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Precedent. PSCI 2481. Legal Systems of the World. The are four legal systems that govern most of the world’s population: Romano-Germanic (Civil Law) Islamic (Muslim Religious Law) Socialist Law Common Law. The Common Law.

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  1. Precedent PSCI 2481

  2. Legal Systems of the World The are four legal systems that govern most of the world’s population: • Romano-Germanic (Civil Law) • Islamic (Muslim Religious Law) • Socialist Law • Common Law

  3. The Common Law • Although settled by Germanic tribes and later conquered by the Romans, England has a legal system different from the Romano-Germanic system common to most of Europe. • England’s system of “common law” was brought to America by the original colonists. • Officially King Alfred the Great (871-899 AD) is credited with establishing the system of common law. Alfred’s book of laws (aka “Dooms”) was a blend of Mosaic Code, old Germanic customs and Christian principles.. The set of his laws, however, was not meant to be complete. Local lords still maintained their own court systems (“shire” courts) within which local laws and customs were enforced.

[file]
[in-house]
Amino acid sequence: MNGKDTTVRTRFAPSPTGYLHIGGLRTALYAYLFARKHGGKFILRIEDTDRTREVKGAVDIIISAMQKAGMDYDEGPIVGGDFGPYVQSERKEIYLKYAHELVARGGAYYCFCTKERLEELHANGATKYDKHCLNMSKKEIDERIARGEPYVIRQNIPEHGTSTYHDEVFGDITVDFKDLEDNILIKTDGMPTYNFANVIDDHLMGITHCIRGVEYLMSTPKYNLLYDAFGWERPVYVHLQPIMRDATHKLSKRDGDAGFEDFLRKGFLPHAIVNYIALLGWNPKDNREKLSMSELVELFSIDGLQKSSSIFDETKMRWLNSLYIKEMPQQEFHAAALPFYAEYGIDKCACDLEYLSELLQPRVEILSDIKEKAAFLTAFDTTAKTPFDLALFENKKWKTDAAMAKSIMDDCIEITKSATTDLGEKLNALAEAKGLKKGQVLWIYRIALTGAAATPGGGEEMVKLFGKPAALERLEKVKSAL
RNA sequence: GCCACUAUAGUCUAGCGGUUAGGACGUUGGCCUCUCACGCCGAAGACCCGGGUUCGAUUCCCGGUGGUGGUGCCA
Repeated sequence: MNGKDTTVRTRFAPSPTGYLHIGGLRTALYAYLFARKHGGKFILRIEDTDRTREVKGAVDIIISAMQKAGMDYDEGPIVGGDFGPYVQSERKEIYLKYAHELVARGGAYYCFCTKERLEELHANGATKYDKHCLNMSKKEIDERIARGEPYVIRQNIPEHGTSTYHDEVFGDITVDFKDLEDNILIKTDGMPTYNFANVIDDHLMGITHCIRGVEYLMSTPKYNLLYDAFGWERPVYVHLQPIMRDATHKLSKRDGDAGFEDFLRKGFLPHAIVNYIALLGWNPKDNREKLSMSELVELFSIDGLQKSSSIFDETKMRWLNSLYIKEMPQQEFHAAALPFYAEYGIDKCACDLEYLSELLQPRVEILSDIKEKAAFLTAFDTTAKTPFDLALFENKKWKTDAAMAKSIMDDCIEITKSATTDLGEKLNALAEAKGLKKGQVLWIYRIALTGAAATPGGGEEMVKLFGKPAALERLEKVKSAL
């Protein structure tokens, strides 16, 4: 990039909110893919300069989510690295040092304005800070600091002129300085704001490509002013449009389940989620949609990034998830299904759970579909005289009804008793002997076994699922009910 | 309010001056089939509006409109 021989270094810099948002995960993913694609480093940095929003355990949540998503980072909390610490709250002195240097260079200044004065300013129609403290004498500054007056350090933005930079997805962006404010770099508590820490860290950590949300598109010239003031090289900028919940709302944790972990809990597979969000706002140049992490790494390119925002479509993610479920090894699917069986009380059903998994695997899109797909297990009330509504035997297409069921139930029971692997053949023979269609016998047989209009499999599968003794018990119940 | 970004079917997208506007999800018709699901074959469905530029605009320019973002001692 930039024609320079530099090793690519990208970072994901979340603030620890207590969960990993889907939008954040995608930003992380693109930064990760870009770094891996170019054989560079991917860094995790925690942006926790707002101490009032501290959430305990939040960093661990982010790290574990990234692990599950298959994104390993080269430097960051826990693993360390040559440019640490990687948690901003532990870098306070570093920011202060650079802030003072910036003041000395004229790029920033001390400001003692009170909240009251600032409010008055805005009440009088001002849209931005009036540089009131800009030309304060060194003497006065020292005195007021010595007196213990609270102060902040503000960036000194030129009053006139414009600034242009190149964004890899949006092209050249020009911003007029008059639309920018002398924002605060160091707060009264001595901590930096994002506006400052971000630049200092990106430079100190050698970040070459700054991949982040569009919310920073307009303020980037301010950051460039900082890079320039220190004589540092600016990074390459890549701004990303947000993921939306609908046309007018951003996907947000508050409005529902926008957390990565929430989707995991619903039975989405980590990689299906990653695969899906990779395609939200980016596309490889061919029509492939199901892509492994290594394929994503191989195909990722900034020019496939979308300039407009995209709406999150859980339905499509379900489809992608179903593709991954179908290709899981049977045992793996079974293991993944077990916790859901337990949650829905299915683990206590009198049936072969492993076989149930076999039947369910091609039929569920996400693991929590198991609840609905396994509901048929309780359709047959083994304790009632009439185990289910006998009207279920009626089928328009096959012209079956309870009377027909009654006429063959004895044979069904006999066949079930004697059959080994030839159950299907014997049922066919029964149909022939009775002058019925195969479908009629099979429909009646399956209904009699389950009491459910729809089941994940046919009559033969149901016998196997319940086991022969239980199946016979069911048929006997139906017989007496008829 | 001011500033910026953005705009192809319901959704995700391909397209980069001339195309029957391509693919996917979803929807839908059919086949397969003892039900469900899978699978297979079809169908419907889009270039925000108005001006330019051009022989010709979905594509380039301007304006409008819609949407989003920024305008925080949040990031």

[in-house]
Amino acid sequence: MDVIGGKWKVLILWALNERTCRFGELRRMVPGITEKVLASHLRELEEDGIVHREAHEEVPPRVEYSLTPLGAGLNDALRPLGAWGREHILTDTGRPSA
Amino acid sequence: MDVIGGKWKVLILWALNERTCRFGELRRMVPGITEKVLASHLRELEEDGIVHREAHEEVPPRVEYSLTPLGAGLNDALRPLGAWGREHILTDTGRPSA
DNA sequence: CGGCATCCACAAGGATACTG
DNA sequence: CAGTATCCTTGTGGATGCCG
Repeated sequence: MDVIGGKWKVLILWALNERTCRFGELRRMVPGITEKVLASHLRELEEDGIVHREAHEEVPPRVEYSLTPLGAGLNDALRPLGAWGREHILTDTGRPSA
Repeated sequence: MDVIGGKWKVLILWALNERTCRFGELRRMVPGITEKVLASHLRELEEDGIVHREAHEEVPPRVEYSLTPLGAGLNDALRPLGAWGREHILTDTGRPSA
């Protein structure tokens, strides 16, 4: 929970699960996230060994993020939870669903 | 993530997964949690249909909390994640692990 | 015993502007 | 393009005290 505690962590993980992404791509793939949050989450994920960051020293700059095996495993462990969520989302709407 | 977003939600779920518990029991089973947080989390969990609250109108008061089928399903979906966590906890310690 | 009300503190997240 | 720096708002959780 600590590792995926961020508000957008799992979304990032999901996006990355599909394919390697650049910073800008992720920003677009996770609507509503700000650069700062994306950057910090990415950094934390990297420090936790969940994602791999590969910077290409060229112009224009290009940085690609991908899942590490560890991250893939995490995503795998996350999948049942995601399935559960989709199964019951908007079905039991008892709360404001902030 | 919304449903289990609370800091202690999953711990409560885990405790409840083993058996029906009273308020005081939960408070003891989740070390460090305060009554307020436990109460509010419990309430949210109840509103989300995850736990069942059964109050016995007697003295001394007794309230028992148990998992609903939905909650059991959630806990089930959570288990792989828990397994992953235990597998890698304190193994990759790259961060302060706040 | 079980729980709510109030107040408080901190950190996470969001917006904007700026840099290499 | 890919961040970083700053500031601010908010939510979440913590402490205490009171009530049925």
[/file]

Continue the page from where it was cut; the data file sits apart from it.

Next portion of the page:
4. William the Conqueror’s reign (1066-1087AD) brought refinements to the common law by establishing a strong national government. To consolidate his rule, William created a court system to administer the “King’s Law”, a law common to all England. These courts ultimately became known as the “Courts of Common Pleas”. • He commissioned a Doomsday Book (1085AD) in which the established customs on which the common law was to be based were laid out. These “established customs were identified during the first census of England (although historians believe these customs reflected rules congenial with the preferences of the King).